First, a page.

Monit is a free, open-source process supervision tool for Unix and Linux. With Monit, system status can be viewed directly from the command line, or via the native HTTP web server. Monit is able to do automatic maintenance, repair, and run meaningful causal actions in error situations.
In this guide we will learn how to install and configure monit on a Rocky Linux 8 server. If you are interested in setting up M/Monit, checkout How to install and set up M/Monit in Linux.
These are some of the features of Monit.
Monit can act if an error situation should occur, e.g.; if sendmail is not running, Monit can start sendmail again automatically or if apache is using too much resources (e.g. if a DoS attack is in progress) Monit can stop or restart apache and send you an alert message. Monit can also monitor process characteristics, such as; how much memory or cpu cycles a process is using.
You can use Monit to monitor daemon processes or similar programs running on localhost. Monit is particularly useful for monitoring daemon processes, such as those started at system boot time from /etc/init/ For instance sendmail, sshd, apache and mysql.
Files, Dirs and Filesystems
You can also use Monit to monitor files, directories and filesystems on localhost. Monit can monitor these items for changes, such as timestamps changes, checksum changes or size changes. This is also useful for security reasons – you can monitor the md5 or sha1 checksum of files that should not change and get an alert or perform an action if they should change.
Cloud and Hosts
Monitor network connections to various servers, either on localhost or on remote hosts. TCP, UDP and Unix Domain Sockets are supported. Network tests can be performed on a protocol level; Monit has built-in tests for the main Internet protocols, such as HTTP, SMTP etc. Even if a protocol is not supported you can still test the server as you can configure Monit to send any data and test the response from the server.
Programs and scripts
Monit can be used to test programs or scripts at certain times, much like cron, but in addition, you can test the exit value of a program and perform an action or send an alert if the exit value indicates an error. This means that you can use Monit to perform any type of check you can write a script for.
Finally, Monit can be used to monitor general system resources on localhost such as overall CPU usage, Memory and Load Average.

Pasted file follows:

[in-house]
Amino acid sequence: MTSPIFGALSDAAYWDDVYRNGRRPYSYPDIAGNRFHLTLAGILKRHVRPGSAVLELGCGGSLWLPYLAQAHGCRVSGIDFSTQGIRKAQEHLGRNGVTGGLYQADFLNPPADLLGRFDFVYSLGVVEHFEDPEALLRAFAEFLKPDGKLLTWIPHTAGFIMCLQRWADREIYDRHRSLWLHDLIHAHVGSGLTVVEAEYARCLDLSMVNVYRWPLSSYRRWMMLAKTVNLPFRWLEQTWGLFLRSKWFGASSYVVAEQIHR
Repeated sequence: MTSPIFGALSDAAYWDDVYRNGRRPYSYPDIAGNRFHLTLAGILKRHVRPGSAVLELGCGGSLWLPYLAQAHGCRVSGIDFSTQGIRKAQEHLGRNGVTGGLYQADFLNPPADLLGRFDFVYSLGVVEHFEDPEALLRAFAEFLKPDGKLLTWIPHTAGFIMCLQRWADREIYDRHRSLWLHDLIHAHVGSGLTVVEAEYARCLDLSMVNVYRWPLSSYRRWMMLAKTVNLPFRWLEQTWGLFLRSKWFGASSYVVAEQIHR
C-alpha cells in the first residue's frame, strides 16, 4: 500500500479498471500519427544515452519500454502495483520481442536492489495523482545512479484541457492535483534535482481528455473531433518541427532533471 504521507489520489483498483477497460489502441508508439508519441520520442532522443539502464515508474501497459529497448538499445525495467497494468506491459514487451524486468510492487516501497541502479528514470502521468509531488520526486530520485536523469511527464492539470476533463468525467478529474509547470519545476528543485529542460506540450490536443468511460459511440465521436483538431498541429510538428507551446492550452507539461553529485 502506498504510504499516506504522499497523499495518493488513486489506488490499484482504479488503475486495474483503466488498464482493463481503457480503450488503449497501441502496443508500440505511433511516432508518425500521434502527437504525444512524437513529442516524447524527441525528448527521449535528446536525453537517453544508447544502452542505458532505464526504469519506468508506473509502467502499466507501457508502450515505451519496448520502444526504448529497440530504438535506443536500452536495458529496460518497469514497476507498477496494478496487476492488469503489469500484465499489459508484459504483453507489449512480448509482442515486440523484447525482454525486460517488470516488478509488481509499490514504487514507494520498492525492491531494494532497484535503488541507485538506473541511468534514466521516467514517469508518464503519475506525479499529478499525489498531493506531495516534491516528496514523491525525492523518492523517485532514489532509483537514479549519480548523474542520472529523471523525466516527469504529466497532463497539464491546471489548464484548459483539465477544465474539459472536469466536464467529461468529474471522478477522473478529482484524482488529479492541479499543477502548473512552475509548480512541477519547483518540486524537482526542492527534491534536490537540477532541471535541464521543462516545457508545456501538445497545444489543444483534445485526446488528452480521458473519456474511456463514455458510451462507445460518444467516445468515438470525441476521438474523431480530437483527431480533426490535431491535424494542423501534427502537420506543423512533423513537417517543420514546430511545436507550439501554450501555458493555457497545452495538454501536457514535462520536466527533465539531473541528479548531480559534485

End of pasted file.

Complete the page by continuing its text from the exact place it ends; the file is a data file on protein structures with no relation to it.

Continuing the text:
Step 1: Installing Monit
Monit is available in the default Rocky Linux repositories. Use this command to install?
sudo dnf install -y monit
If you want to install the latest version, use the downloads page here.
Step 2: Starting and enabling service
Once installed, we need to start the monit service. Use this command to start:
sudo systemctl start monit
Check the status to confirm that the service is running using this command:
$ sudo systemctl status monit ● monit.service - Pro-active monitoring utility for unix systems Loaded: loaded (/usr/lib/systemd/system/monit.service; disabled; vendor preset: disabled) Active: active (running) since Thu 2022-03-31 15:37:35 UTC; 6s ago Docs: man:monit(1) https://mmonit.com/wiki/Monit/HowTo Main PID: 251683 (monit) Tasks: 2 (limit: 23465) Memory: 2.1M CGroup: /system.slice/monit.service └─251683 /usr/bin/monit -I Mar 31 15:37:35 monitoring systemd: Started Pro-active monitoring utility for unix systems.
Finally, enable monit on boot:
sudo systemctl enable monit
Step 3: Configuring monit service
Enable monit web interface
Monit comes with user friendly-web interface to view the system status and manage them through the web browser. By default, Monit web interface is disabled. You can enable it by editing /etc/monit/monitrc configuration file:
sudo vim /etc/monitrc
Make the following changes. The allow directive will require user ‘admin’ with password ‘monit’ for the web login.
set httpd port 2812 allow admin:monit
Set up M/Monit host
M/monit provides a central view of all mmonit data. It is helpful when you are managing muliple servers and do not want to login to each of them to check the status. The format of the url is